Brooch – Edwardian Garnet Bar Brooch
An antique Edwardian bar brooch¹ arranged as a parallel pair of narrow bars connected with a central spiralled element featuring a claw-set almandine garnet and small pearls, with a yellow and rose gold-coloured construction, secured with a pin and hook. Circa 1900-1910.
Assessment of the Gemstones.
Measuring: 3.40mm x 3.31mm (depth immeasurable).
Estimated weight: 0.18cts.
Colour: moderate purplish red (5RP.10/5).
Graduated measurements: 1.30mm to 2.00mm.
Details of the Setting.
Measuring: 44.90mm x 9.85mm.
Unhallmarked: tested and valued as 9ct gold.
¹. Bar brooches appeared in the 1890s and immediately enjoyed a great success. In its simplest form the bar brooch was plainly set with a single diamond, but its functional shape offered the jeweller a field in which to exploit their fantasy and imagination, thus bar brooches were decorated with crescents and stars, sprays of leaves and flowers, pheasants and chanticleers, swallows and flies, shamrocks and clovers (David Bennet and Daniela Mascetti 'Understanding Jewellery', 1989). After 1900 and certainly by 1910 the cuir roule and overt styling on bar brooches was replaced by the simple shape of a straight line, sometimes set with calibrated gemstones, or using white gold or platinum.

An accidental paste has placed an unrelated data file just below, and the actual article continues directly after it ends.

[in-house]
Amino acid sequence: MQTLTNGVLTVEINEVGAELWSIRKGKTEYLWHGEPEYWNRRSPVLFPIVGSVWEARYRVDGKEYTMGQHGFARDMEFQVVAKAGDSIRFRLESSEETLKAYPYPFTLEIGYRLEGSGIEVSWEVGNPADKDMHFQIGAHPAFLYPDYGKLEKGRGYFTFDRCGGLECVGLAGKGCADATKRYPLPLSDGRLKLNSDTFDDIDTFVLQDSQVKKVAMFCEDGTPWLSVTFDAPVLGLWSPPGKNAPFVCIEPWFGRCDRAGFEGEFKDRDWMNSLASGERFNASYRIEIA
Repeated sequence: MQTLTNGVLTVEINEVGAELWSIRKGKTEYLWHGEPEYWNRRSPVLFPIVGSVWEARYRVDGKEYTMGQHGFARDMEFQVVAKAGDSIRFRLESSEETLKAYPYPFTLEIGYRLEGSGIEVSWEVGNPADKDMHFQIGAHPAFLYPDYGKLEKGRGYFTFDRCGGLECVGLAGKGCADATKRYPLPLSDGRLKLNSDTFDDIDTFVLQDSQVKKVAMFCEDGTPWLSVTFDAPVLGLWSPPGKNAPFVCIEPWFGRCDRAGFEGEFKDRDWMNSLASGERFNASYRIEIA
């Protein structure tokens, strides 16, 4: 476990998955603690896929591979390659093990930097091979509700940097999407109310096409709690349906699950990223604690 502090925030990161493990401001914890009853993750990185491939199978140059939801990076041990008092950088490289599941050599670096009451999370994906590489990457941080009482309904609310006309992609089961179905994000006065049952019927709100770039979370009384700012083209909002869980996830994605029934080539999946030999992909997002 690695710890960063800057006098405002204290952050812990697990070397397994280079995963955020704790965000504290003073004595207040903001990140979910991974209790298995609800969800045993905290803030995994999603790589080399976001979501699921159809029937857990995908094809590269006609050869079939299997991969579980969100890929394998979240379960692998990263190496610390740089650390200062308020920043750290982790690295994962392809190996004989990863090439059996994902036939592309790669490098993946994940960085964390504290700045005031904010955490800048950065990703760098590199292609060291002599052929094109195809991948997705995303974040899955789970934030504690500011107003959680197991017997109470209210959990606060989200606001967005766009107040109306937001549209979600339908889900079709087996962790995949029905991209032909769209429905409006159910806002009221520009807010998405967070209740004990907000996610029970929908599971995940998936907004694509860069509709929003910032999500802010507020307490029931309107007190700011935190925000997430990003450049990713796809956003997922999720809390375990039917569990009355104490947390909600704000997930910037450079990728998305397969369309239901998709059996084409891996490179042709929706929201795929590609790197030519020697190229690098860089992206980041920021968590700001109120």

². The name garnet does not refer to a single gemstone but rather a group of minerals which share similar chemical compositions and crystallise in the same system. The most commonly encountered are the reddish-brown stone, which although not rare can be very beautiful, and are called pyrope. The term almandine is derived from a small city in the Asia Minor (modern day Turkey), called ‘Alabanda’. The ‘precious almandine’ of the nineteenth century was considered the violetish-red, a colour said to be in vogue at the time (John D. Rouse, ‘Garnet’, 1986). When seen at its best the colour resembles a fine Claret and was in great demand in the nineteenth century, as the prevailing fashion of a pale completion and use of textured gold particularly suited the colour of the gemstone.